The Eddie George Grill is moving to Grandview Yard. I wonder what will be there next?

    in reply to: Campus Partners to Redevelop High from 17th to 14th #1110361

    rory
    Participant

    yeah, I know that higher is more expensive but all the stick-built, vanilla design, built-to-last-only-till-it’s-fully-depreciated projects are no substitute for a varied streetscape that include some historical buildings. I just wish there was a little more imagination in this project rather than just dozing a city block.

    in reply to: Campus Partners to Redevelop High from 17th to 14th #1110321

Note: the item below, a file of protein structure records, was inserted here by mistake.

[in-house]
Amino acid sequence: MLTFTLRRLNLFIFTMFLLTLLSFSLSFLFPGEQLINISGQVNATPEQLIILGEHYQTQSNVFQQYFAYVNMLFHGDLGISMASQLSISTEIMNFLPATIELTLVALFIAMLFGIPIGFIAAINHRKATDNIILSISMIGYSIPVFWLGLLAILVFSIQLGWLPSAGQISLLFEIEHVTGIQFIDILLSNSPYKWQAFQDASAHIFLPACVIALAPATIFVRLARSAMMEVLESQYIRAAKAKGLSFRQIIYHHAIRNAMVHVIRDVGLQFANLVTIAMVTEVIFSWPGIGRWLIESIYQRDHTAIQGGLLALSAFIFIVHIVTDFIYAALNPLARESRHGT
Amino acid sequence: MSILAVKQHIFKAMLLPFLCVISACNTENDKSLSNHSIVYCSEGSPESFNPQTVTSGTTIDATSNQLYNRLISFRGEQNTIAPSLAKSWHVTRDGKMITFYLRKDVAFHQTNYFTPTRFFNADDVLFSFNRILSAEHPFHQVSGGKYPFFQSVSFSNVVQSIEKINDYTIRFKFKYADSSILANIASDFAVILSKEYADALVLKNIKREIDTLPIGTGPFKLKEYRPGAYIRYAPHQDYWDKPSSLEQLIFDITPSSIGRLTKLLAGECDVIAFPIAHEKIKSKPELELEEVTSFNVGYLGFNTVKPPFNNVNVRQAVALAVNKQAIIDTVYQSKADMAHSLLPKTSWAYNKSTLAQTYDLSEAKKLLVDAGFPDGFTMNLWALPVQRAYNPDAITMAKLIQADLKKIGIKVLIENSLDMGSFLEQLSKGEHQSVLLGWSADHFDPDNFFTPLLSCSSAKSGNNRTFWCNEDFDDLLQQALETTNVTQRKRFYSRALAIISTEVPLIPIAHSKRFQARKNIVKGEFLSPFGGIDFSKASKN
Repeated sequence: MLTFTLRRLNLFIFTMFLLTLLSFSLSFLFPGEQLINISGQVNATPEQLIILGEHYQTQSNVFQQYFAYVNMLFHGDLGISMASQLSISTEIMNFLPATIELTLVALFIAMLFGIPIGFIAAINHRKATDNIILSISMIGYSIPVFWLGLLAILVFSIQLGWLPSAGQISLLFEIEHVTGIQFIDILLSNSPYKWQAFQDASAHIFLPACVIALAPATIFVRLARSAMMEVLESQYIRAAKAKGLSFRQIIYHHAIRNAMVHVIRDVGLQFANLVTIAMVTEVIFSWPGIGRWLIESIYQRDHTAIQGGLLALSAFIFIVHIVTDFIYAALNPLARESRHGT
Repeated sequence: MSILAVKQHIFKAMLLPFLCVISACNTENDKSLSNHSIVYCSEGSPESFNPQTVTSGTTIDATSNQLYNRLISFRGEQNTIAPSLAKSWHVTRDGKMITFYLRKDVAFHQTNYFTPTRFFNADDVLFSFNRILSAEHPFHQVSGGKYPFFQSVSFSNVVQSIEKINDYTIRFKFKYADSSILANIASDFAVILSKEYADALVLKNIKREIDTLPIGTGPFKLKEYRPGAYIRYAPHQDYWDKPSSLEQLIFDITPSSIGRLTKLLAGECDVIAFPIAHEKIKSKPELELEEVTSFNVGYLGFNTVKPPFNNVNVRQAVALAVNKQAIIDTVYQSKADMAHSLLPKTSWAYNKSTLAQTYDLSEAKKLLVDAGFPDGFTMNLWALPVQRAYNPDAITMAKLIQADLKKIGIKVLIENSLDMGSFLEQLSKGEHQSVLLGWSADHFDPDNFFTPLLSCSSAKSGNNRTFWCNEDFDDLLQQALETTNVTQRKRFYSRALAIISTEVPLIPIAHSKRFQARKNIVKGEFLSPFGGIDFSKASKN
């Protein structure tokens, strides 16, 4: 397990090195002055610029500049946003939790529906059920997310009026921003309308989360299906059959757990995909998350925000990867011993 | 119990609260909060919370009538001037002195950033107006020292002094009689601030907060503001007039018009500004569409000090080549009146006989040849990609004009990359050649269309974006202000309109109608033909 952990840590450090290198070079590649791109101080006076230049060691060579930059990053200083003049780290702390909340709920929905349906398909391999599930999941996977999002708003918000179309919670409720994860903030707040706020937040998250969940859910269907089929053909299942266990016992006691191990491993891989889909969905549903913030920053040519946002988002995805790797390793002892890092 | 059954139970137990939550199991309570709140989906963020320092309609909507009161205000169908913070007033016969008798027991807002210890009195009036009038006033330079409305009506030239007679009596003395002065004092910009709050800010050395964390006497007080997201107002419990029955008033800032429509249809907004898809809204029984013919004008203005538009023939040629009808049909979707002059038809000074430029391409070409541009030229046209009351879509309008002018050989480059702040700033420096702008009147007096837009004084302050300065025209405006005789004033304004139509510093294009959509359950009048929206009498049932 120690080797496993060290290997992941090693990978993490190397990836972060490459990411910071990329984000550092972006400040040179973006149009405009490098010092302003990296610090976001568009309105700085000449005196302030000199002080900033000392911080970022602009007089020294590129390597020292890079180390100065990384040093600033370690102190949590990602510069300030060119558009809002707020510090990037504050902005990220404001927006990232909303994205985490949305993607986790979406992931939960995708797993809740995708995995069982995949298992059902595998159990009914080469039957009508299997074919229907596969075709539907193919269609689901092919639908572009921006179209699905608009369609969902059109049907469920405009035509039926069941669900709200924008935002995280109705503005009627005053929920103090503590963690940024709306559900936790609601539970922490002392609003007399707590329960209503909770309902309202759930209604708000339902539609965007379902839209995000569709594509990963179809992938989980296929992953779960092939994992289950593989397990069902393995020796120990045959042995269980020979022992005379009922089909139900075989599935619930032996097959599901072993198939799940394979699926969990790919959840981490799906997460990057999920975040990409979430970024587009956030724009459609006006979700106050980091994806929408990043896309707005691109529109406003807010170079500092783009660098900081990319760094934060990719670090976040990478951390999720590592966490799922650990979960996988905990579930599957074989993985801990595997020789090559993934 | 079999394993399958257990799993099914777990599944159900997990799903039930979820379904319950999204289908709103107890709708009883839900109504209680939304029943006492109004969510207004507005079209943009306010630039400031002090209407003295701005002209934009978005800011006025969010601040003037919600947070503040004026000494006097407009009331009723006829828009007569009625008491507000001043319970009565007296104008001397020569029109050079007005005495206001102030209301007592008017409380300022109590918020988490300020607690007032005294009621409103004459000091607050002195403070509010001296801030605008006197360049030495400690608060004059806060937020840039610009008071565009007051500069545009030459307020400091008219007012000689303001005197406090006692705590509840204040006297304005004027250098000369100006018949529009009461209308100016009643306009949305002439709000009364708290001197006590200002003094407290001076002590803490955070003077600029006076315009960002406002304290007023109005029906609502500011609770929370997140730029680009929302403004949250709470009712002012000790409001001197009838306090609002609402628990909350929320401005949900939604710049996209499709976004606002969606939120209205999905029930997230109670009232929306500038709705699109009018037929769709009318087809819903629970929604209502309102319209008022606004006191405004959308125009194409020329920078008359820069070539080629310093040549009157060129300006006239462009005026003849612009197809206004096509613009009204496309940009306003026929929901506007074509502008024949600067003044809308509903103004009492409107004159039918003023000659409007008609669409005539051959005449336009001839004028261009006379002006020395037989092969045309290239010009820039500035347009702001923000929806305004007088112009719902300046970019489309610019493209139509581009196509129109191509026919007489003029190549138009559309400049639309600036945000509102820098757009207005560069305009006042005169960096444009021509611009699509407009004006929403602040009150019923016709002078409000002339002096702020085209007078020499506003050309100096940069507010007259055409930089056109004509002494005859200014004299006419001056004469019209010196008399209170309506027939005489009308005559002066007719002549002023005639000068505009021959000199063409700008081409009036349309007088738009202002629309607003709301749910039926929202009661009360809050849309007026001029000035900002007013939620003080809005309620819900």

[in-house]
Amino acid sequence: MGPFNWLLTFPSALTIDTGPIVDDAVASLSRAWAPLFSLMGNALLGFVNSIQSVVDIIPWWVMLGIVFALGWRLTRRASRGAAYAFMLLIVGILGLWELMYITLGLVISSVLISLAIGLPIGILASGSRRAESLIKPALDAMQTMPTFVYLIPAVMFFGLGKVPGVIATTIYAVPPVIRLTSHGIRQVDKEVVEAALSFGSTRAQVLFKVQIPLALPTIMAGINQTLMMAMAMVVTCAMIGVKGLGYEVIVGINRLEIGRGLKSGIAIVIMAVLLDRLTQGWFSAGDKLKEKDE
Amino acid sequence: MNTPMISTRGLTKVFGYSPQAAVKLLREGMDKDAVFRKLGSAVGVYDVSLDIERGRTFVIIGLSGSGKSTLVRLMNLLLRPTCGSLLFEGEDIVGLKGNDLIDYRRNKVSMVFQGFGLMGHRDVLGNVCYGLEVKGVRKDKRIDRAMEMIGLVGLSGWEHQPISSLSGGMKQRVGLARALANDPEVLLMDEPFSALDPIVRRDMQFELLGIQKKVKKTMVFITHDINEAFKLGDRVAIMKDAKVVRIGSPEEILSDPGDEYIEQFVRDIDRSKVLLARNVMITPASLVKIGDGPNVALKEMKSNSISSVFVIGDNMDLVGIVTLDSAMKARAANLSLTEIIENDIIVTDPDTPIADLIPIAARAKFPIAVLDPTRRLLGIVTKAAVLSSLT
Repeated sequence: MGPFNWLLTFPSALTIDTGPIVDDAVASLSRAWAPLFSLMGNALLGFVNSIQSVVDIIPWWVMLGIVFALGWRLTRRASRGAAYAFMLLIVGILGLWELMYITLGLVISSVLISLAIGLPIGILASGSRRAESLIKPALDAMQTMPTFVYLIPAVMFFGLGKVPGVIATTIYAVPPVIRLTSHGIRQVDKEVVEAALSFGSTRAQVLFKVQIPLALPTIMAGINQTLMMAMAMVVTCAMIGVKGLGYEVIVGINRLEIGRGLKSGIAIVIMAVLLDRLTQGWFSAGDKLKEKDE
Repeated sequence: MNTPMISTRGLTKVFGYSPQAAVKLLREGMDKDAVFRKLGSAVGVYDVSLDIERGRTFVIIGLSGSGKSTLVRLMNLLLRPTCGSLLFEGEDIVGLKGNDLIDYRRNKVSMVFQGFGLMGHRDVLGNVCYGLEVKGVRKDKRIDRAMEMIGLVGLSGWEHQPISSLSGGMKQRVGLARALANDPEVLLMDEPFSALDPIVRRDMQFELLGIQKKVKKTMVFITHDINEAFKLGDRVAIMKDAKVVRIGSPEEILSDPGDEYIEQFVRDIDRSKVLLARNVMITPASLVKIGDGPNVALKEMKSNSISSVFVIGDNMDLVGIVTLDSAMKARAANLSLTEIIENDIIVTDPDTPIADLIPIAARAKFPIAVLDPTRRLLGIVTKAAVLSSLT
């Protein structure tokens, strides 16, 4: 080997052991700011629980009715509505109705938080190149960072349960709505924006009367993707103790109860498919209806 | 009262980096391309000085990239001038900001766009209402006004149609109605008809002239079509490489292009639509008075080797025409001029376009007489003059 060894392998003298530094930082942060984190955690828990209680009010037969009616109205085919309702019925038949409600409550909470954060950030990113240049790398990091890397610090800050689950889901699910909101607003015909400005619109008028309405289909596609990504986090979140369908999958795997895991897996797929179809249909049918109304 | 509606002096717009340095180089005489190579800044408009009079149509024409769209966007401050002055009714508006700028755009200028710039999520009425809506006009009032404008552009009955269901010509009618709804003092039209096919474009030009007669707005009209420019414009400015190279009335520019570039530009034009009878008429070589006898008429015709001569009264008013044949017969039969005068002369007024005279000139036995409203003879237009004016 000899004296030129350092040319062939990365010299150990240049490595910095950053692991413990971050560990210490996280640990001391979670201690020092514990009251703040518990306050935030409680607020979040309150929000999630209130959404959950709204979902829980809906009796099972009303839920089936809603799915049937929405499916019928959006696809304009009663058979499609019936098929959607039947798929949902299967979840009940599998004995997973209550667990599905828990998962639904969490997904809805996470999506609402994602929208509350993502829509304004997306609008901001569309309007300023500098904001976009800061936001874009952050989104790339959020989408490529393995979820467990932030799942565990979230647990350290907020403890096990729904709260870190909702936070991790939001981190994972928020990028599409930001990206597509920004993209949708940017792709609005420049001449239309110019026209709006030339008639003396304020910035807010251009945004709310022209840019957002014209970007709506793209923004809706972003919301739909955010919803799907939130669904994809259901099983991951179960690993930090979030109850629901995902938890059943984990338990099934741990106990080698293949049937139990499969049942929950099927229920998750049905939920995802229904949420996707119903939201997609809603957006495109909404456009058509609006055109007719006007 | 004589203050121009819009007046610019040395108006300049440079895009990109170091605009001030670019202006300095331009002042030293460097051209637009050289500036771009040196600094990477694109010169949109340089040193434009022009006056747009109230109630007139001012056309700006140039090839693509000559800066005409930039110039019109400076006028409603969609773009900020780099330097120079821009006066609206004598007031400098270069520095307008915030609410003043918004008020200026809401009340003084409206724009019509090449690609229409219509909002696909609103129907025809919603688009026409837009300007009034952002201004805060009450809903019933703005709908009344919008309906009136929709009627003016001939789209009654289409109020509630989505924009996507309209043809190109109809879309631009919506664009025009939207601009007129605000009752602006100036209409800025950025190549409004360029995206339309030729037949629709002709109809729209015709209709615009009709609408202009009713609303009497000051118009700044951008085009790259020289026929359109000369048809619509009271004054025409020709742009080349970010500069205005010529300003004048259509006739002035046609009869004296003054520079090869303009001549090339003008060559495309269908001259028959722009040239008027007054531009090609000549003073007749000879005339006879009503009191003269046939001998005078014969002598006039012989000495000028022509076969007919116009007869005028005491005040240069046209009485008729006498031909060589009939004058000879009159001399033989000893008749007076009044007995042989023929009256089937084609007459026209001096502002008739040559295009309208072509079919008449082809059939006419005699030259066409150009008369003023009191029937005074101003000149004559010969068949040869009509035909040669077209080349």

rory
    Participant

    Why not incorporate density, development and historic preservation in one block? Instead a five-story mid-rise that takes up a whole block why not rehabilitation for some of the historic buildings combined with a 10-12 story student housing building? The proposed design not only wastes the existing buildings but it also wastes the space above the five-story building. Granted, not everything needs to be saved but some of the existing buildings could be quite nice if they were renovated. Not to mention, a taller building combined with rehabbed historic buildings offers a more interesting and organic streetscape and possibly a wider variety of retail spaces for local businesses. Instead of going for the bulldozer for the whole block let’s go up for some and save some.

    in reply to: Moving to Franklinton? #1110287

    rory
    Participant

    <div class=”d4p-bbt-quote-title”>GeeDee wrote:</div>